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blinker01 wip Jun 30, 2018
blinker02 examples using the PLL to get to 72Mhz. more cleanup Sep 24, 2016
blinker03 examples using the PLL to get to 72Mhz. more cleanup Sep 24, 2016
exti01 adding cortex-m4 NVIC example Mar 28, 2017
ht1621_01 adding an example for an HT1621B driven display Oct 4, 2016
ht1621_clock adding another gps clock Oct 5, 2016
int01 adding stm32f103 interrupt example Mar 14, 2017
leds01 blinking leds Oct 10, 2016
npix01 improving the timing Oct 18, 2016
npix02 npix02 Oct 21, 2016
progstm confirmed the write protect problem, added progstm to help with that Sep 26, 2016
rtc01 updating rtc01, adding rtc02 Oct 19, 2016
rtc01_ht1621 rtc wip Oct 21, 2016
rtc02 updating rtc01, adding rtc02 Oct 19, 2016
rtc03 trying to sort out the 16 minutes per day error I am seeing Oct 26, 2016
rtc04 rtc04 still figuring out accuracy of the rtc Oct 30, 2016
rtc_npix02 more work on rtc based clock Oct 31, 2016
sharp01 wip Apr 9, 2018
sharp02 wip Apr 9, 2018
sharp03_gps_clock wip Apr 9, 2018
test examples using the PLL to get to 72Mhz. more cleanup Sep 24, 2016
tmp102 wip Jul 1, 2018
uart01 examples using the PLL to get to 72Mhz. more cleanup Sep 24, 2016
uart02 examples using the PLL to get to 72Mhz. more cleanup Sep 24, 2016
uart03 examples using the PLL to get to 72Mhz. more cleanup Sep 24, 2016
uartdev wip Nov 6, 2016
wip wip Oct 4, 2016
README wip Jul 1, 2018
TOOLCHAIN starting STM32F103C8T6 samples Sep 24, 2016
jlink.cfg updating readme about jlink swd Sep 28, 2016
stlink-v1.cfg starting STM32F103C8T6 samples Sep 24, 2016
stlink-v2-1.cfg starting STM32F103C8T6 samples Sep 24, 2016
stlink-v2.cfg starting STM32F103C8T6 samples Sep 24, 2016
target.cfg starting STM32F103C8T6 samples Sep 24, 2016
test.bin starting STM32F103C8T6 samples Sep 24, 2016

README

As of this writing there is an stm32 microcontroller board and/or many
clones of the same board, for sale by many vendors.

Search for

STM32F103C8T6 board

Mine were $2.52 with free shipping, so I bought a handful.

Can buy them other places as well.

Got some help here, there are pictures and pinouts too.
http://cholla.mmto.org/computers/arm/stm32/
We are still working out the magic to unlock the chip the first time.
I didnt need to send the 0x92 command but when preparing to I had the
uart hooked up, maybe it was something to do with that, a pulled up or
down signal.

I didnt repeat this research myself, but my understanding is you dont
want to power via usb and the debug end of the board, one or the other.

I have various/many stm32 nucleo and discovery boards, each has an
stlink end of the board and most have jumpers you can use to disconnect
the microcontroller on the nucleo/discovery board.  So I am getting
my power and stlink from the nucleo board.  There are also standalone
stlink usb dongles for $15, but a number of the nucleo boards are $10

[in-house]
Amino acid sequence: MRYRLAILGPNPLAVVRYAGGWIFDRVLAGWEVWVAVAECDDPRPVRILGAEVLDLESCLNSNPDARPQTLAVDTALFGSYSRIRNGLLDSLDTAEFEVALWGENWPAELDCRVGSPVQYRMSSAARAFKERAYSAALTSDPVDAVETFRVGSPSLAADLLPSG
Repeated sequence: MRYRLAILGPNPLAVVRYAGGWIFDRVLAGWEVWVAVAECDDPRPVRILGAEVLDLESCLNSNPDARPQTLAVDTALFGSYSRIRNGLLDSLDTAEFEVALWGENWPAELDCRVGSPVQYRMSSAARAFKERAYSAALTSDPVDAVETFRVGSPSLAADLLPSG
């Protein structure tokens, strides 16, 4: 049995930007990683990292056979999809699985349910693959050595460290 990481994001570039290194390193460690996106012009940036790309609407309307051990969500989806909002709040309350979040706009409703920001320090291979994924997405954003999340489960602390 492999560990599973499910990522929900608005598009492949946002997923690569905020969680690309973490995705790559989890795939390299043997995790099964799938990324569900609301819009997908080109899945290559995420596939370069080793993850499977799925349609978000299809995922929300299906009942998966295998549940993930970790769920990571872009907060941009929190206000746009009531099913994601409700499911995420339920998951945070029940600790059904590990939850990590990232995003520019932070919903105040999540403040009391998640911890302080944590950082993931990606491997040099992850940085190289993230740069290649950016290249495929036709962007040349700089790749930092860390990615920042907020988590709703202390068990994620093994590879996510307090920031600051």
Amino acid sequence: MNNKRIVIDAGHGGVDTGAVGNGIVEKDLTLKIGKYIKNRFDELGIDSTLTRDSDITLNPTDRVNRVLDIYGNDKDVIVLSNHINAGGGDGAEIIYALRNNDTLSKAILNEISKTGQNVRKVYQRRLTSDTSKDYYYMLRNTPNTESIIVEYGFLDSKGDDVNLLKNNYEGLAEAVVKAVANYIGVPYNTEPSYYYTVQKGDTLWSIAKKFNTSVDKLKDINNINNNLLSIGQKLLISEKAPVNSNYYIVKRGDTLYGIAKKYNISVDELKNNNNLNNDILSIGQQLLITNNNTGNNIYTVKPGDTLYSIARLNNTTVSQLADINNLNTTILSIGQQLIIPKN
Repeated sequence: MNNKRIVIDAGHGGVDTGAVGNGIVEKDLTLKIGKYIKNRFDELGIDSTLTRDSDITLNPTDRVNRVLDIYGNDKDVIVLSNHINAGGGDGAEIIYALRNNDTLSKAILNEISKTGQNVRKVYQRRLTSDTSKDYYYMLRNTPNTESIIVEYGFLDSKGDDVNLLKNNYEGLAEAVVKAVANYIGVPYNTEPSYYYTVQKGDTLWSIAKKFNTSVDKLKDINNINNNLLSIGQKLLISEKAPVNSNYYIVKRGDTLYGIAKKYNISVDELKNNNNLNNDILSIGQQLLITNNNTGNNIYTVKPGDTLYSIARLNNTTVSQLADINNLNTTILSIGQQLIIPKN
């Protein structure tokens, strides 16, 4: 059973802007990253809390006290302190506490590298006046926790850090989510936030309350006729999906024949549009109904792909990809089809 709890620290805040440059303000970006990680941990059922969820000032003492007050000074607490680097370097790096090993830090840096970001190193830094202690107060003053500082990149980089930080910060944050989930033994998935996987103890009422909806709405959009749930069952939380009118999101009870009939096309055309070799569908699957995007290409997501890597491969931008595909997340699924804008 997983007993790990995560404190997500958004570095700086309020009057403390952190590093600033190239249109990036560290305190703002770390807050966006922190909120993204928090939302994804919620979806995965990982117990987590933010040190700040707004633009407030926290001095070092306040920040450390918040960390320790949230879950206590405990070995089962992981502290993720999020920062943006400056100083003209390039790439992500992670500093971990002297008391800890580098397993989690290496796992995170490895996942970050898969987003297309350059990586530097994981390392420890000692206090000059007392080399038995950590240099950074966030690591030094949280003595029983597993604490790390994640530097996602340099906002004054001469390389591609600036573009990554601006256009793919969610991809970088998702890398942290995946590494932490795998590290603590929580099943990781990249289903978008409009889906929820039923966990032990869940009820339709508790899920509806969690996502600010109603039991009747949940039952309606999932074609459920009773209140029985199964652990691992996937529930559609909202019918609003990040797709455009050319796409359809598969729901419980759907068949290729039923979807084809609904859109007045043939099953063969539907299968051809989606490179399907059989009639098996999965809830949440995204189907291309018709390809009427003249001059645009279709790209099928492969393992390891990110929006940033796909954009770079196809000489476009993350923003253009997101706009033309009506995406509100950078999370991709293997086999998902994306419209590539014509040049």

and the nucleo boards also can provide power and also have another
microcontroller on them to play with, so I would go with a nucleo and
then use that stlink for any other raw stm32 boards/projects.

These various stm32 boards have different versions of the stlink as
they evolved so I have simply copied the config files from openocd
here, I prefer to have a local copy, many folks dont, just my thing.

The stm32f1x.cfg sources other files, I combined all of those into
the one file target.cfg.

As pointed out in the cholla pages, the jumper next to the reset button
is boot1, the one further away is boot0.  Move boot0 to the 1 side.
In theory just needs a reset, but even better power cycle if you had
it on before moving the jumper.

openocd -f stlink_whatever.cfg -f target.cfg
Open On-Chip Debugger 0.10.0-dev-00325-g12e4a2a (2016-07-05-23:15)
Licensed under GNU GPL v2
For bug reports, read
    http://openocd.org/doc/doxygen/bugs.html
Info : auto-selecting first available session transport "hla_swd". To override use 'transport select <transport>'.
Info : The selected transport took over low-level target control. The results might differ compared to plain JTAG/SWD
adapter speed: 1000 kHz
adapter_nsrst_delay: 100
none separate
Info : Unable to match requested speed 1000 kHz, using 950 kHz
Info : Unable to match requested speed 1000 kHz, using 950 kHz
Info : clock speed 950 kHz
Info : STLINK v2 JTAG v24 API v2 SWIM v11 VID 0x0483 PID 0x374B
Info : using stlink api v2
Info : Target voltage: 3.260407
Info : stm32f1x.cpu: hardware has 6 breakpoints, 4 watchpoints

In another terminal

telnet localhost 4444
Trying 127.0.0.1...
Connected to localhost.
Escape character is '^]'.
Open On-Chip Debugger
> halt
stm32f1x.cpu: target state: halted
target halted due to debug-request, current mode: Thread
xPSR: 0xa1000000 pc: 0x1ffff3b8 msp: 0x200000c4
> flash write_image erase test.bin 0x08000000
auto erase enabled
device id = 0x20036410
flash size = 64kbytes
stm32f1x.cpu: target state: halted
target halted due to breakpoint, current mode: Thread
xPSR: 0x61000000 pc: 0x2000003a msp: 0x200000c4
wrote 1024 bytes from file test.bin in 0.379937s (2.632 KiB/s)
>